Electric light bulbs replaced kerosene lamps; the oil industry could have diminished in America
The invention of the automobile (which led to the invention of gasoline) saved the oil industry
John D. Rockefeller came to dominate the oil industry with his company, Standard Oil
By 1877, Rockefeller controlled 95 percent of all oil refineries in America
Rockefeller eliminated competition by using spies and rebates
Other trusts formed for sugar, tobacco, leather, harvesters, and meat
The "new rich" began to replace an older American aristocracy of successful merchants and professionals
The Gospel of Wealth
Some plutocrats (controllers of wealth) believed that they were successful b/c of divine intervention
Many successful individuals believed in "survival of the fittest"
Some wealthy people thought that the poor were lazy and brought their own poverty upon themselves
The Constitution's clause that gave Congres the power to regulate interstate commerce prevented the states from trying to regulate the monopolies
Trusts used the 14th Amendment to prevent the gov't from stopping their monopolies
Government Tackles
the Trust Evil
Initial state attempts at regulating trusts failed
The Sherman Anti-Trust Act of 1890: banned combinations that were made in restraint of trade, but was ineffective b/c it lacked strength behind it and had loopholes
The Sherman Anti-Trust Act actually hurt workers by stopping labor unions from organizing
Early prosecutions of trusts by the Justice Dept were unsuccessful
The Sherman Anti-Trust Act and the Interstate Commerce Act est. a new principle: private greed should be overcome by public need
The South in
the Age of Industry
The Industrial Revolution was much less effective in the South than in the North
The invention of machine-made cigarettes gave tobacco farming a boost in the 1880s
James Buchanan Duke combined his company and his competitors' into the American Tobacco Company
Henry W. Grady, editor of a Georgia newspaper, and others tried to get the South to become industrialized
Obstacles to Southern industrialization: railroad rate discrimination (North-bound trains w/ Southern raw materials were charged more), "Pittsburgh plus" pricing system in the steel industry
The South's most successful industry was textile manufacturing; tax benefits and cheap, nonunionized labor encouraged mills to be moved to the South
The mills gave industrialization to the South, but paid low wages and required long hours; however, many Southerners saw mills as a salvation b/c it allowed farm families to stay together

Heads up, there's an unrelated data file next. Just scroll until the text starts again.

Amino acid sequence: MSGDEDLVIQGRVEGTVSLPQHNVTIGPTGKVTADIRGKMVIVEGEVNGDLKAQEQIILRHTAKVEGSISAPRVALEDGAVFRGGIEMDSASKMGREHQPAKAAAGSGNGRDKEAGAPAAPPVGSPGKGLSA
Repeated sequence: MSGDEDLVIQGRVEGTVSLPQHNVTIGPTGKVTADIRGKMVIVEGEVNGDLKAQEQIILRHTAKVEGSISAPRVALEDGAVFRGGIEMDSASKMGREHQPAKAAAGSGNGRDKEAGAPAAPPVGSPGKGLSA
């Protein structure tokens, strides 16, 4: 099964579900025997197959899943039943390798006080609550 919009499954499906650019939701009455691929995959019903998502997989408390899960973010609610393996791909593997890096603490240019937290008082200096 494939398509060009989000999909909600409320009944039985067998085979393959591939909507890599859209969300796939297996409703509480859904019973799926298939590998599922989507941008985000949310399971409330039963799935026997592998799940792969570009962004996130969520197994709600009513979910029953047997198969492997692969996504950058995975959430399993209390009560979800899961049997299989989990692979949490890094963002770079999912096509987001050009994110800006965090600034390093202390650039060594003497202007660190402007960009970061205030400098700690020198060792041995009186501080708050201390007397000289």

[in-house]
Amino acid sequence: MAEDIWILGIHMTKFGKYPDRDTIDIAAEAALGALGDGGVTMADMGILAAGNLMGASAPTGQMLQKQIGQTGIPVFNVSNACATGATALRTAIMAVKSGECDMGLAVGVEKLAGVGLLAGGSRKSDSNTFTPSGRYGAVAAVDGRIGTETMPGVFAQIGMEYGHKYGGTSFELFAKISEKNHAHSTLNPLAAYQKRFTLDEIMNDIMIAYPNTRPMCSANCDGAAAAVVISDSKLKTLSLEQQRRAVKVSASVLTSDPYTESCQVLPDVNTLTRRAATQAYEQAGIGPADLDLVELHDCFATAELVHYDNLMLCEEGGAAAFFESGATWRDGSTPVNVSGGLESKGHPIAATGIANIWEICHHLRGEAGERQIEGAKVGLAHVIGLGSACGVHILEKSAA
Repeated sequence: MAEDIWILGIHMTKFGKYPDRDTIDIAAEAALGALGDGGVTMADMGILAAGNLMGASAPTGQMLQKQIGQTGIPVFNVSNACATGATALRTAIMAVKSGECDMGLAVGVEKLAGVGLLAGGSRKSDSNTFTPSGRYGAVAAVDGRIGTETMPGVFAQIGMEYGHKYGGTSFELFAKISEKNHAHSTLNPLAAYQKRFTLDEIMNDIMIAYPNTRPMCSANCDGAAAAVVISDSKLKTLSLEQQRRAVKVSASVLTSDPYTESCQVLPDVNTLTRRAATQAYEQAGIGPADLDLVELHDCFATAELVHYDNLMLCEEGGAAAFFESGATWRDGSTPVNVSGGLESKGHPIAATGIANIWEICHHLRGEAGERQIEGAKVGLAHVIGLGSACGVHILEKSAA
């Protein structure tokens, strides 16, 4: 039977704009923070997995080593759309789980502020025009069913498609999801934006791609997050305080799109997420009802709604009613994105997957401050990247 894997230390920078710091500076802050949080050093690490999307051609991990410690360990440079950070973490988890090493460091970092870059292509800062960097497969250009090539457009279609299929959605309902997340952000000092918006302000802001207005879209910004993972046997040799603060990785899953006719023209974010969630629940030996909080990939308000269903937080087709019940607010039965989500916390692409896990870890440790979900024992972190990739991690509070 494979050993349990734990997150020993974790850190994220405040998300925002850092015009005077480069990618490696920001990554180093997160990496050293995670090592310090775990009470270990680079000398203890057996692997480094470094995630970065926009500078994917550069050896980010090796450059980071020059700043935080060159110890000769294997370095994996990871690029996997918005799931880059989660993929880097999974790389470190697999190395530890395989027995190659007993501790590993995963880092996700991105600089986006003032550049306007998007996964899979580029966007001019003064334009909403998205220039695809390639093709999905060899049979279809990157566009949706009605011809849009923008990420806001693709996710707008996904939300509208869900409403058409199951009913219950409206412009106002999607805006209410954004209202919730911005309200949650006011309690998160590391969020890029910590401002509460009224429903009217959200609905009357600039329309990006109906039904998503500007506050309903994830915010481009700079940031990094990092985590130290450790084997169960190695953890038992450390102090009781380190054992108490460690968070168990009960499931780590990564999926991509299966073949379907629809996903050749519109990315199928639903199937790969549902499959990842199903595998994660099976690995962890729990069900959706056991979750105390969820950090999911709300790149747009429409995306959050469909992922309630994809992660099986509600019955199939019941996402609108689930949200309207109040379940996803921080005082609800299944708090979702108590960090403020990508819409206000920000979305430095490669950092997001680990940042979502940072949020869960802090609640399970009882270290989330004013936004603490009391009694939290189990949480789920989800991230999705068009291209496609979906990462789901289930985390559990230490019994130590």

The Impact of
the New Industrial Revolution on America
Standard of living, wealth, and physical comfort all increased b/c of the Ind. Rev.
Urban areas grew due to a demand for labor & immigration
Jefferson's dreams of an agricultural country where the government had no role in the economy were dwindling
Older ways of life were lost; people now lived according to the factory's schedule
Women were the most affected group; the typewriter, the telephone switchboard, and other inventions created new economic opportunities for women; the "Gibson Girl" became the romantic ideal of the time period; careers often meant delayed marriages and smaller families for women
Class division sharpened; dependence on wages increased, so workers were more vulnerable to swings in the economy and the whims of their employers
Pressure for foreign trade developed
In Unions
There Is Strength
Workers' individuality was stifled; new factories depersonalized the world of work
New machines often replaced workers; in the short run, workers were hard hit, though in the long run more jobs were created than lost
An overabundance of labor meant lower wages
It was difficult for workers to protest in their own favor
Corporations often kept their workers in perpetual debt
The middle-class public ignored the outcries of wage earners b/c of the belief that anyone could make it to the top, those who didn't just chose not to; strikes seemed foreign, socialistic, and unpatriotic to the middle class